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Beyond Child Care


By failing to prepare, you are preparing to fail.

– Benjamin Franklin

With a growing recognition of the value of intergenerational engagement in combatting ageism, reducing social isolation, and building sustainable communities, there is increased attention in the United States and around the world to the concept of shared sites.  Although currently the majority of intergenerational shared sites involve young children interacting with older adults, the potential to engage other age groups in shared care, shared learning, and shared living is limitless.

This final section of the Toolkit highlights a variety of models that connect older adults with school-aged children, college students, and young adults in one location. Though they differ in focus, these shared sites are all intentional about creating space and time for intergenerational interaction. They are designed to include both structured and unstructured opportunities to build meaningful relationships, foster mutual learning, and enhance well-being.

Bridge Meadows

10.1 The Intergenerational School, Cleveland, Ohio

In 2000, the first Intergenerational School, founded by Peter and Cathy Whitehouse, opened in Cleveland, OH. It was structured around the ideology that people of all ages can learn alongside one another throughout the lifespan. Planned activities and flexible meetings were used to facilitate the exchange of generational knowledge, experience, and skills. There are now 3 Intergenerational Schools in Cleveland, all of which are designed to simultaneously increase academic skills and build meaningful cross—generational relationships. 

In each of these schools, students are placed in multi-age classrooms based on individual learning needs. Recognizing the importance of relationships in the learning process and the need for additional student support, the founders started a signature reading program called Learning Partners. The partners are mostly retired local citizens age 60 and over, representing a variety of cultural and professional backgrounds. They commit to at least two hours per week with students for one-on-one reading, sharing stories and building relationships.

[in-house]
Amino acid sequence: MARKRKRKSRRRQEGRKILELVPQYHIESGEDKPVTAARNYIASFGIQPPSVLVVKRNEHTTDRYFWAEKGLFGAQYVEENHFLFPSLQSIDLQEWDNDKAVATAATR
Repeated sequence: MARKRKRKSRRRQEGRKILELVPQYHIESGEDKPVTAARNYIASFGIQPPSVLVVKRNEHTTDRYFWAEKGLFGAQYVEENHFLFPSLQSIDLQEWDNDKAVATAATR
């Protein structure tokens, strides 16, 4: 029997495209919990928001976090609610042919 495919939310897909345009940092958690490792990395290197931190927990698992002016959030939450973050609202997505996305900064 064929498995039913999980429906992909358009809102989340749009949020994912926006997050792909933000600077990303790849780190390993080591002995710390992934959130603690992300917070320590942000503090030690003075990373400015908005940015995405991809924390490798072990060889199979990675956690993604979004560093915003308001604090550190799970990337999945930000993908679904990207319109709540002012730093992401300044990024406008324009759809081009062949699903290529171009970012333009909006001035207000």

The training for learning partners emphasizes the need to build a relationship with students through a shared experience around books. The goal is to create an equal relationship where the child is an equal partner and not just a recipient. An Intergenerational Coordinator in each school touches base with volunteers and is responsible for community outreach. In addition to preparing the older adults, the school also explicitly teaches the children about aging and how to engage with older people. Children learn what it means if a person is frail, hard of hearing, or experiencing memory challenges and how to adjust their own behavior accordingly.

This success of Learning Partners led to the development of other intergenerational learning programs such as oral history projects, gardening, drama, music and dance, chess, computers, investing, knitting as well as a variety of community service projects. Some activities take place at assisted care facilities, enabling residents with less mobility to engage in intergenerational learning. Regardless of the specific activity, the core requirements remain the same: relationship-based, interactive requiring the active participation and input from both members of the partnership, and joyful.

The physical design of the Intergenerational Schools is intended to promote informal as well as formal cross-age interaction. Spaces are designed to function as living rooms or family rooms rather than as traditional classrooms. Hallways have comfortable couches or chairs, small nooks and crannies are available for people to read together, and rooms are filled with book-cases and tables for intergenerational engagement. Moveable panels in some niches allow subdividing the space. The space has good natural light and is wheelchair accessible for older mentors with mobility and/or visual challenges.